design principles for data pipelines


(Image: ‘Tower of Babel’ by Pieter The Elder Bruegel, 1563)

Underinvestment in and misunderstanding of ETL is a silent killer in organizations.  It’s why reports are often delayed, why answers across systems rarely agree, and why more than 50% of corporate business intelligence initiatives fail.

ETL is hard because data is messy.  Even the most common attribute of data, time, has thousands of accepted dialects: “Sat Mar 1 10:12:53 PST,” “2014-03-01 18:12:53 +00:00” and “1393697578” are all equivalent.  And there’s a growing chorus of other sources with even less consistency:  geo-coordinates, user agent strings, country codes, and currencies. Each new data type is a layer of bricks in our collective, digital tower of Babel.

It’s no wonder that a CIO recently confessed to me that he’d spent tens of millions of dollars a year on the reliable, repeatable transformation of data – and that some of Silicon Valley’s smartest minds (Joe Hellerstein and Jeff Heer’s Trifacta, Wes McKinney’s Datapad) are tackling this challenge.

As someone who has spent much of my career wrestling ETL’s demons, here are five secrets for keeping cool inside data’s infernos:

1. Stay Close To The Source

Journalists know that to get the truth, go to primary sources. The same is true for ETL. The closer you are to the origin of the data, the fewer dependencies you will have on filtered or intermediate versions, and the less chance that something will break.

Beyond fidelity, closeness to data sources conveys speed: tapping into a raw source means data feeds can be processed and acted upon in minutes, not hours or days.

The best ETL pipelines resemble tributaries feeding rivers, not bridges connecting islands.

2. Avoid Processed Data

Like food, data is best when it’s fresh, you know the source, and it’s minimally processed.  This last piece key: in order to crunch huge quantities of data, one common approach is sampling.  Twitter provides a spritzer stream that is < 1% sample of all tweets; in my world of programmatic advertising, many marketplaces provide a 1% feed of bid requests to buyers.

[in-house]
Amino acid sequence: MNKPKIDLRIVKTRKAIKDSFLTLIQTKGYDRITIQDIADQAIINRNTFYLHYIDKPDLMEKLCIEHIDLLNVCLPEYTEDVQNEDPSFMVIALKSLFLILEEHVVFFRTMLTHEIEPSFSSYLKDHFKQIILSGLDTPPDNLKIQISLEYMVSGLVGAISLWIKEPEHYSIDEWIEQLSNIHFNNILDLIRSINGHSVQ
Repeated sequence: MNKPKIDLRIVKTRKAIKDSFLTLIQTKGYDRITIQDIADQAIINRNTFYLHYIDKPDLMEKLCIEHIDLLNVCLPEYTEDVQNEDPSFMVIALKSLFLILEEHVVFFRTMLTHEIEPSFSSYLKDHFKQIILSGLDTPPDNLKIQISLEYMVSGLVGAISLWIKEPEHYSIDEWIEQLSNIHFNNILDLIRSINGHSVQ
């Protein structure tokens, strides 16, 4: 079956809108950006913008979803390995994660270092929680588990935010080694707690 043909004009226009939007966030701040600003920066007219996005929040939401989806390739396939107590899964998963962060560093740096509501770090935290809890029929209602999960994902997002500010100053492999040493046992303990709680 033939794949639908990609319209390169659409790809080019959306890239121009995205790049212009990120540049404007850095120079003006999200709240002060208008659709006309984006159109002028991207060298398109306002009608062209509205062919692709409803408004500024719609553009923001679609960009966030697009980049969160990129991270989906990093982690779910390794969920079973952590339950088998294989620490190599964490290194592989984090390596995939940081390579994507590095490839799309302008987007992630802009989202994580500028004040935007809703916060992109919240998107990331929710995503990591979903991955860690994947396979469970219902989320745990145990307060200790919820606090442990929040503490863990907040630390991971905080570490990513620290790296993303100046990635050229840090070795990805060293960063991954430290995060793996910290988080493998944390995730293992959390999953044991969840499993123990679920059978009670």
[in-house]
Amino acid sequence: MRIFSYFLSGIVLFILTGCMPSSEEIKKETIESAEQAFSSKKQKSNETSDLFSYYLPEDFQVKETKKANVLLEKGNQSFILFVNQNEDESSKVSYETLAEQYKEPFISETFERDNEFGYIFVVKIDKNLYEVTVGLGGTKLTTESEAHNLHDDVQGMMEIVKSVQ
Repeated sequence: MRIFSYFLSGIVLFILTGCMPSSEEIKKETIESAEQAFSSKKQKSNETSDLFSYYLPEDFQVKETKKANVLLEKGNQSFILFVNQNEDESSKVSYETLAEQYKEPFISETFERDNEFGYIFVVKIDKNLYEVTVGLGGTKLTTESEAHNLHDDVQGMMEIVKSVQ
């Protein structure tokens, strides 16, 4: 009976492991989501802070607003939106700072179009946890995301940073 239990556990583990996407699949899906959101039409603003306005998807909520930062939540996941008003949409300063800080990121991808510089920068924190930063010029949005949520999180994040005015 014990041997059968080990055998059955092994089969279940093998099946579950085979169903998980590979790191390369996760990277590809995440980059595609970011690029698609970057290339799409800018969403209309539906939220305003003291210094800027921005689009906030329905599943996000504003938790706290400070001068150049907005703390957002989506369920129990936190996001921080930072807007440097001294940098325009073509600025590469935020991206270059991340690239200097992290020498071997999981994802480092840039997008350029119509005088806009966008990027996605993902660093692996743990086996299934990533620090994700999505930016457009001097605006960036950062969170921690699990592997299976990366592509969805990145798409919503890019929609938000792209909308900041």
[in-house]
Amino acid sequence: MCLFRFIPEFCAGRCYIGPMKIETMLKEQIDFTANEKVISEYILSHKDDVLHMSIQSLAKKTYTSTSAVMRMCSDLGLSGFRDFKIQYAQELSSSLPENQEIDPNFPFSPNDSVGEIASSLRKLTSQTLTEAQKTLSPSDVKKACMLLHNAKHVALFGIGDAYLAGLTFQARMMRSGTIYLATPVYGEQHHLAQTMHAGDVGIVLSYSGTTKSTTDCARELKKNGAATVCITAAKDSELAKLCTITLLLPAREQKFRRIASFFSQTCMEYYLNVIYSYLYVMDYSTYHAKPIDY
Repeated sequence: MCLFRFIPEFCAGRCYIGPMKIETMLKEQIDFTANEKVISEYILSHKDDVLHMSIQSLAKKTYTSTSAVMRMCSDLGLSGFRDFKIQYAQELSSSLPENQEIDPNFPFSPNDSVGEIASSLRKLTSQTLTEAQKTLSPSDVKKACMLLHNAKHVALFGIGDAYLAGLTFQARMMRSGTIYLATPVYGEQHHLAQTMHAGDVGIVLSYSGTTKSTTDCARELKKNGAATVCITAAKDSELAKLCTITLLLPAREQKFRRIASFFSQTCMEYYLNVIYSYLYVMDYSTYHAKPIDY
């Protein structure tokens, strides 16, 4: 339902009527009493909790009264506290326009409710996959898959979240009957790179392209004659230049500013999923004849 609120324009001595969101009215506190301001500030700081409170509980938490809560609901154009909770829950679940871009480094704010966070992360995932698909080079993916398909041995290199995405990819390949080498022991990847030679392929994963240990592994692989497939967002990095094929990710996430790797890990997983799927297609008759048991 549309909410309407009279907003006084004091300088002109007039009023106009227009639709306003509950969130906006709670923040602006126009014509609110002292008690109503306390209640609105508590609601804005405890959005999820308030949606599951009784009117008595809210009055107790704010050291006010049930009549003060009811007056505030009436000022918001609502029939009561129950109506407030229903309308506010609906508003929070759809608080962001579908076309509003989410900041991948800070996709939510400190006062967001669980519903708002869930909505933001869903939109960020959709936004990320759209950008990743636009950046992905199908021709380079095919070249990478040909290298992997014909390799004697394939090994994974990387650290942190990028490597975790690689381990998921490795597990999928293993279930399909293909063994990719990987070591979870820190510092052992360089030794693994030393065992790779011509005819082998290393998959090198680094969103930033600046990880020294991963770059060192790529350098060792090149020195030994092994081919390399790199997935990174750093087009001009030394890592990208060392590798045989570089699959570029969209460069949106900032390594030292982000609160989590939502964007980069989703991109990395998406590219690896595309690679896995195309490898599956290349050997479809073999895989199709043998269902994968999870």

Sampling can be great for rapid prototyping (and Knuth’s reservoir sampling algorithm is both beautiful and useful), but in my real-world experience, I’ve rarely found a sampling approach that didn’t backfire on me at some point. Critical population metrics – like maxes, mins, and frequency counts – become impossible to recover once a data stream has been put through the shredder.

In era when bandwidth is cheap and computing resources are vast, you may choose to summarize or sketch your data – but don’t sample it.

3. Embrace (And Enforce) Standards

In the early days of the railroads, as many as a dozen distinct track gauges, ranging from a width between the inside rails of 2 to nearly 10 feet, had proliferated across North America, Europe, Africa and Asia. Owing to the difficulties of non-interoperable trains and carriages, as well as continuous transport across regions, a standard width was eventually adopted at the suggestion of a British civil engineer named George Stephenson. Today, approximately 60% of the world’s lines use this gauge.

Just as with the railroads two centuries before, systems that embrace and enforce standards will succeed, and those who invent their own proprietary binary formats will suffer.

4. Let Business Questions Drive Data Collection

Too many organizations, upon recognizing that they’ve got data challenges, decide to undertake a grand data-unification project. Noble in intentions, cheered by vendors and engineers alike, these efforts seek to funnel every source of data in the organization into a massive central platform (today, it’s usually a Hadoop cluster). The implicit assumption is that “once we have all the data, we can answer any question we’d like.” It’s an approach that’s doomed to fail.  There’s always more data available than can be collected, so choosing what to crunch can only be made in the context of business questions.

Laying down ETL pipe is wrist-straining work, so avoid building pipelines and drilling data wells where no business inquiry will ever visit.

5. Less Data Extraction, More API Action

Sometimes working with the nuts and bolts of data is a necessity, but for a growing class of problems it’s possible to get out of the data handling business entirely.  Take contact lists, email, and digital documents: for years, IT departments suffered through migrations of these assets from silo to silo. Today, cloud applications like Salesforce, Gmail, and Box make this somebody else’s problem.

A maturing ecosystem of SaaS applications expose APIs for acting on – without extracting – cloud-managed data.  These interfaces will allow developers and organizations to focus less on handling data and more on the activities of their core businesses.

(An earlier version of this essay appeared on February 27, 2014 in AdExchanger).

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